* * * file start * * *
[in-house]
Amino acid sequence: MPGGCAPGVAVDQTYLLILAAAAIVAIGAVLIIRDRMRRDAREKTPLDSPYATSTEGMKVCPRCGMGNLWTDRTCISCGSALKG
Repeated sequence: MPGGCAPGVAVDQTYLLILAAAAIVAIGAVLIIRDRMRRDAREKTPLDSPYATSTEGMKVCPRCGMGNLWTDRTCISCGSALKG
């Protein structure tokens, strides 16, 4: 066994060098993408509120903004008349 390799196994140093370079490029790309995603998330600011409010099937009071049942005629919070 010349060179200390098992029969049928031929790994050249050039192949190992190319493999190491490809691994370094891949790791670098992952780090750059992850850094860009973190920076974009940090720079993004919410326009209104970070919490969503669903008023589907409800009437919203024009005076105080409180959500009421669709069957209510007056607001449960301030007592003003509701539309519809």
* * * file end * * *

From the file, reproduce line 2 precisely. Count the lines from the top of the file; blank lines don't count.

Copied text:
Amino acid sequence: MPGGCAPGVAVDQTYLLILAAAAIVAIGAVLIIRDRMRRDAREKTPLDSPYATSTEGMKVCPRCGMGNLWTDRTCISCGSALKG